By Adam Candee
<candee@lasvegassun.com>
LAS VEGAS SUN

Jim Ferraro moved his Arena Football League franchise from New Jersey to Las Vegas in December 2002, gambling that he could buck the city's history of rejecting even the most noble of sporting franchises.

And as noble an idea as he feels moving the Montreal Expos to Las Vegas would be, Ferraro said recently that he is just fine watching someone else gamble their money on selling Major League Baseball on the Strip.

"I'm not so sure it's the right place, but who knows," Ferraro said.

As he prepares for the Las Vegas Gladiators' third season in town, Ferraro can speak with some authority about the changing sporting climate of the city. He has watched his team draw respectable, but far from overwhelming, crowds for two years at the Thomas & Mack Center, averaging just under 10,000 tickets sold -- and closer to 7,000 actual attendance -- per game in 2004. By Las Vegas historical standards, that is not bad.

Ferraro acknowledged in 2002 and reiterated Thursday that he did not expect the Gladiators to really establish themselves in Las Vegas until their third season, putting some onus on the upcoming year. He still feels strongly that sports can work in the valley.

"Vegas is a major-league city," Ferraro said. "It deserves all these sports franchises."

But that is tempered praise from Ferraro, who went on to say that he would want no more than a small part of the risk involved in relocating baseball's nomad franchise to Las Vegas. To draw the kind of crowds necessary for financial stability through 81 home games over six months, in addition to keeping enough year-round event traffic in the proposed facility to make the building profitable, is an endeavor that Ferraro worries could be a struggle.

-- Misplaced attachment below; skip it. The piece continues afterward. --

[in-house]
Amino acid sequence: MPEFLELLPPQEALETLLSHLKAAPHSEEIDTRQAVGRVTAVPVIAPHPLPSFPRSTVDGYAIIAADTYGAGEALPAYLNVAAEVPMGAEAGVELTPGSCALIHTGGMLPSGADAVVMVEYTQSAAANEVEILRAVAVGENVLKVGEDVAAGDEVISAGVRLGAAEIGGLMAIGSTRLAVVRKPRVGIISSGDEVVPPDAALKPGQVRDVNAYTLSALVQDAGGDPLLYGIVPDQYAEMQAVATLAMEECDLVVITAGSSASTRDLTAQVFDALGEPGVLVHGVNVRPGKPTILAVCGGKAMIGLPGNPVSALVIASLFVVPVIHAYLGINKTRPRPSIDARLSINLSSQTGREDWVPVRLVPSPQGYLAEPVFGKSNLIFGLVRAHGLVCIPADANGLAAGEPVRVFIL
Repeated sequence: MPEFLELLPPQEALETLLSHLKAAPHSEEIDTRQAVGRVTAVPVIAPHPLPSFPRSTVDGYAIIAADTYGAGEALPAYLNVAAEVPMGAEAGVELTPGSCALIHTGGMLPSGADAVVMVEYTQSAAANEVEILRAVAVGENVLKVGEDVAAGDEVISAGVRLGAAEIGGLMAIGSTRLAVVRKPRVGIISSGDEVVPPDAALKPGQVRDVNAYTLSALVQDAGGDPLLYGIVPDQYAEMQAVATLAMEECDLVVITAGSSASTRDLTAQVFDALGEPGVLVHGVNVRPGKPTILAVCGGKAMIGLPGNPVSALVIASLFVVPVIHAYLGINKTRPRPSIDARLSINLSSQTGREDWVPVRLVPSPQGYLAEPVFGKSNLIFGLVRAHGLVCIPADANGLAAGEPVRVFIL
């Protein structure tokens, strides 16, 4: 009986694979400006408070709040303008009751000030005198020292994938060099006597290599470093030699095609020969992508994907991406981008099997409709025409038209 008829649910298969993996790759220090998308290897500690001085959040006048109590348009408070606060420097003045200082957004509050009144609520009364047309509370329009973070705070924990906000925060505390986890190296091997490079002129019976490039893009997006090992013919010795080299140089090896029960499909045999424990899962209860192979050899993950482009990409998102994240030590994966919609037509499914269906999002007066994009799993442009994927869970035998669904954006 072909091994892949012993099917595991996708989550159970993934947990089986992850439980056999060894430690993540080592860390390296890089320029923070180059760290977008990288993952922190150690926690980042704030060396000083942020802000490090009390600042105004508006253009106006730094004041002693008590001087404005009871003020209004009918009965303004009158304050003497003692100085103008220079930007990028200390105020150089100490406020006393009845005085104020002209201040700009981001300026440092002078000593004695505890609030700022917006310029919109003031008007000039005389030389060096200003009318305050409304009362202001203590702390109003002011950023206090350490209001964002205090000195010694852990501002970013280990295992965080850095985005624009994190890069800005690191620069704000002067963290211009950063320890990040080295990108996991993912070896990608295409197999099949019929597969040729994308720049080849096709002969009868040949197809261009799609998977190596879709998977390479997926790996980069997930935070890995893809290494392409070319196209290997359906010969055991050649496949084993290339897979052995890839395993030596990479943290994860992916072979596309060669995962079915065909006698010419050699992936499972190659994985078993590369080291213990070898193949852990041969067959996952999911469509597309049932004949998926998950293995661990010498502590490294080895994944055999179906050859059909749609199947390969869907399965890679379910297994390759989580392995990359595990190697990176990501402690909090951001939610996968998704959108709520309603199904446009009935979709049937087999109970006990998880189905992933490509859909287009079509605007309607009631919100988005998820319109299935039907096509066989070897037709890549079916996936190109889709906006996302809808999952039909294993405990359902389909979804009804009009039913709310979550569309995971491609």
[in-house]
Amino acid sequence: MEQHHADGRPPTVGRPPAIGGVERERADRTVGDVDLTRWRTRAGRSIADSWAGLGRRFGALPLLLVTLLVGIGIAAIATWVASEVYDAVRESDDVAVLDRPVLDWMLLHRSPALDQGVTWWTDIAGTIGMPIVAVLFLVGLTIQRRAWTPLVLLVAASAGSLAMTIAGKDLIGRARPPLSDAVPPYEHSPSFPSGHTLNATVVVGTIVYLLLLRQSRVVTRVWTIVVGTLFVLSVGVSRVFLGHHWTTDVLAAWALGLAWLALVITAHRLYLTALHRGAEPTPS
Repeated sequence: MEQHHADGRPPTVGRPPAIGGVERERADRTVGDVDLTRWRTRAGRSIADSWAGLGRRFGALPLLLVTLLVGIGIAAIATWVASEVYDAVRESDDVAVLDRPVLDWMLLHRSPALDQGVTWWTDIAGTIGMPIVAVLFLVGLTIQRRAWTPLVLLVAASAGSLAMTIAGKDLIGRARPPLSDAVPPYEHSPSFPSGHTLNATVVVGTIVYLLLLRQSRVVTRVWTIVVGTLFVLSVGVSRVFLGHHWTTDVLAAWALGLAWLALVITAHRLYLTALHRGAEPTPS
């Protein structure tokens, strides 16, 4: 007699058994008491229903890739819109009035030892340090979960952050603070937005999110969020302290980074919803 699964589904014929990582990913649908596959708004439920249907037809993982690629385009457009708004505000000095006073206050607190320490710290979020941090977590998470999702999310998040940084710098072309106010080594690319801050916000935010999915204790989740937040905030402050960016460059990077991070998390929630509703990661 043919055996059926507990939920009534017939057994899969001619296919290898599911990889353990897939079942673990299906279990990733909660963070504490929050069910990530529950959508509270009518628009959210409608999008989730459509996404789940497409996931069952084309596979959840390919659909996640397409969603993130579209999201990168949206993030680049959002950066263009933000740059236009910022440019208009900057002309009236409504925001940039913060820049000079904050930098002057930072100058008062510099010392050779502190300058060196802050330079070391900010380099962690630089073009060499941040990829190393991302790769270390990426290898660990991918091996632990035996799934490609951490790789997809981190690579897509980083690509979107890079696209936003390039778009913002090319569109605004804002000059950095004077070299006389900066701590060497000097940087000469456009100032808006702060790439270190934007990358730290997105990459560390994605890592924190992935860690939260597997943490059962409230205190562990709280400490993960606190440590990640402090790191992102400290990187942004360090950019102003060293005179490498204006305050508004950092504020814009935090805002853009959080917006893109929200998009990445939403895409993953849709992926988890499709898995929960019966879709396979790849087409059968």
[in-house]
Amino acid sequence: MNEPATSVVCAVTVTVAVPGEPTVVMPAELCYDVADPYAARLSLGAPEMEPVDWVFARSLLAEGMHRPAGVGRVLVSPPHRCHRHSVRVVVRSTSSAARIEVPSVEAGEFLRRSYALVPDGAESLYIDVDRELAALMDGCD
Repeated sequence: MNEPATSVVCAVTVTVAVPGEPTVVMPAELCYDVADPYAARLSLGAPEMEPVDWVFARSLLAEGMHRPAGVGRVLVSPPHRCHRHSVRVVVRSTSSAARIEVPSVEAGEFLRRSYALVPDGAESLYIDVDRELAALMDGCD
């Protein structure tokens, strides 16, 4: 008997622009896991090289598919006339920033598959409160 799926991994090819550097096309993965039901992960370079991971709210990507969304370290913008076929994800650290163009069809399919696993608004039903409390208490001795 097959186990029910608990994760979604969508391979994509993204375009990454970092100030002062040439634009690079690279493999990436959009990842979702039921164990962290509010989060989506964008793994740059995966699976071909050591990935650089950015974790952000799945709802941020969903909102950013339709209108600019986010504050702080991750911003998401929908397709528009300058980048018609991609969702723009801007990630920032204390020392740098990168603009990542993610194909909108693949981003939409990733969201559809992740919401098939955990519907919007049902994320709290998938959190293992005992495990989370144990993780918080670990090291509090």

That goes not only for the Expos themselves, but also for the city's credibility in attracting major sports as it continues to grow in size and respectability as a market for professional teams.

"If it doesn't work, it will be a black eye for Vegas for potential sports teams," Ferraro said.

His better idea? It's not a new one -- professional basketball in Las Vegas.

"I personally would be more interested in doing a basketball team than a baseball team because basketball has a track record there," Ferraro said, noting how fans supported UNLV through its heyday in the 1980s and 1990s.

Success for an outfit such as the Gladiators is measured on a much different scale than it would be for the Expos. Ferraro said that given some anticipated improvement in sponsorship deals in 2005, the Gladiators can certainly be profitable for the first time in three years if they average 12,000 tickets sold per game.

"We'll actually make a profit next year," Ferraro said.